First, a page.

•   High interest rates Many forms of consumer debt, such as credit card debt or payday loans, carry high interest rates, making them costly in the long run.

•   Risk of overborrowing Without careful financial planning, consumer debt can lead to excessive borrowing, making it difficult to manage monthly payments and potentially causing financial stress.

•   Negative impact on financial goals Excessive consumer debt can hinder individuals from achieving long-term financial goals, such as saving for retirement or buying a home.

Getting Out of Consumer Debt

To get out from under unhealthy levels of consumer debt, consider the following steps:

•   Assess your debts You might start by making a list of all your debts, noting balances, interest rates, and minimum monthly payments. This will allow you to see where you stand and make a plan for debt repayment.

•   Create a budget Next, you’ll want to assess your average monthly income and expenses to determine how much you can allocate towards debt repayment each month. At the same time, you may want to look for ways to cut back on nonessential spending; any funds you free up can go towards extra payments.

•   Prioritize repayment If you have multiple high-interest debts, you may want to focus on paying off the highest-interest debt first, while making minimum payments on other debts. Or, you might focus on repaying the debt with the smallest balance, making minimum payments on all your debts. Once that is paid off, you move on the next-highest balance.

•   Explore debt consolidation options Consider consolidating multiple debts into a single loan to simplify repayment and, ideally, save money. One way to do this is through a debt consolidation loan, a personal loan that may come with lower interest rates than your existing debts.

•   Negotiate with creditors Another option is to reach out to your creditors to see if you can negotiate lower interest rates, extended payment terms, or possible debt settlement options.

•   Seek professional help if needed If you are struggling with debt, you may want to consult a nonprofit credit counseling service. Credit counselors help you go over your debts to devise a plan for repayment, and they can also help you with budgeting and other personal finance basics.

The Takeaway

Consumer debt is debt you take on for personal, rather than business, reasons. But all consumer debt is not created equal. Some debts, such as mortgages or student loans, can be characterized as “good” debts, since they can benefit your long-term financial health. Other debts, like high-interest credit card debt or payday loans, on the other hand, can be considered “bad debts,” since they can put your financial health at risk.

If you’re having trouble paying off your consumer debts, you may want to consider debt consolidation. With a low fixed interest rate on loan amounts from $5K to $100K, a SoFi personal loan for debt consolidation could substantially lower how much you pay each month. Checking your rate won’t affect your credit score, and it takes just one minute.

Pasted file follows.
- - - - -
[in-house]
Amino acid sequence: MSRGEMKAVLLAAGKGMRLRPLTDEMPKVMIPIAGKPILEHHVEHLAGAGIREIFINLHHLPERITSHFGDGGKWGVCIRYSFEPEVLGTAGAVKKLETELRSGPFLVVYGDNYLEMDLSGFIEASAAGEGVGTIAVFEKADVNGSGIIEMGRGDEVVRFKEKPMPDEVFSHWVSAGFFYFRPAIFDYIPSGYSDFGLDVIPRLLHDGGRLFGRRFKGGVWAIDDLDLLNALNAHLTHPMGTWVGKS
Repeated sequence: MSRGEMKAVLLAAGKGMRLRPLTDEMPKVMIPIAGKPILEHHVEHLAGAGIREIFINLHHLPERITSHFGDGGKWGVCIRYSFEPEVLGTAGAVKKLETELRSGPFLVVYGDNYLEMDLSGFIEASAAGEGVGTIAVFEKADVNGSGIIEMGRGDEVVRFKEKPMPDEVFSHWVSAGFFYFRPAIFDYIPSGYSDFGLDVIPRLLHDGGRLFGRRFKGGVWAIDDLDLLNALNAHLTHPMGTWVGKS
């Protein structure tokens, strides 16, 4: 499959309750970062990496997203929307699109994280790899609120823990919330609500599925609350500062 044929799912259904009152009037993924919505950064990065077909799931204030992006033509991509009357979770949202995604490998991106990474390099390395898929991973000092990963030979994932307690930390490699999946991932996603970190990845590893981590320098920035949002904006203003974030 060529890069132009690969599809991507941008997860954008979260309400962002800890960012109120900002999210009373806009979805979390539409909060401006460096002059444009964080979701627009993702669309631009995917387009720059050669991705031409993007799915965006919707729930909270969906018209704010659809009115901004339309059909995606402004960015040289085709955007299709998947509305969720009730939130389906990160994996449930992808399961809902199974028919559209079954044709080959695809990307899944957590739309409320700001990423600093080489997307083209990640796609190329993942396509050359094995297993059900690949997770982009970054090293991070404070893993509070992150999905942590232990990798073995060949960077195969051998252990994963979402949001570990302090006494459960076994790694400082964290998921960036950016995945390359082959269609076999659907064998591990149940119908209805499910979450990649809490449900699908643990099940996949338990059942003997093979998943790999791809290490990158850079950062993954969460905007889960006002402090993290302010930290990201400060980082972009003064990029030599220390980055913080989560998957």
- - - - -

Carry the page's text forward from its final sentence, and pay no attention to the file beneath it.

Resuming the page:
See if a personal loan from SoFi is right for you.

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SoFi loans are originated by SoFi Bank, N.A., NMLS #696891 (Member FDIC). For additional product-specific legal and licensing information, see SoFi.com/legal. Equal Housing Lender.

Disclaimer: Many factors affect your credit scores and the interest rates you may receive. SoFi is not a Credit Repair Organization as defined under federal or state law, including the Credit Repair Organizations Act. SoFi does not provide “credit repair” services or advice or assistance regarding “rebuilding” or “improving” your credit record, credit history, or credit rating. For details, see the FTC’s website .

Checking Your Rates: To check the rates and terms you may qualify for, SoFi conducts a soft credit pull that will not affect your credit score. However, if you choose a product and continue your application, we will request your full credit report from one or more consumer reporting agencies, which is considered a hard credit pull and may affect your credit.

Tax Information: This article provides general background information only and is not intended to serve as legal or tax advice or as a substitute for legal counsel. You should consult your own attorney and/or tax advisor if you have a question requiring legal or tax advice.


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Medical Debt Relief Options

It may come as no surprise that many Americans are stressed about medical debt and the rise of healthcare costs. The average family health insurance premium has increased 43% in the past 10 years, according to a 2022 survey conducted by the Kaiser Family Foundation (KFF). What’s more, one-third of insured Americans are concerned about being able to afford their monthly premiums, and about four in 10 adults (41%) carry some form of medical debt.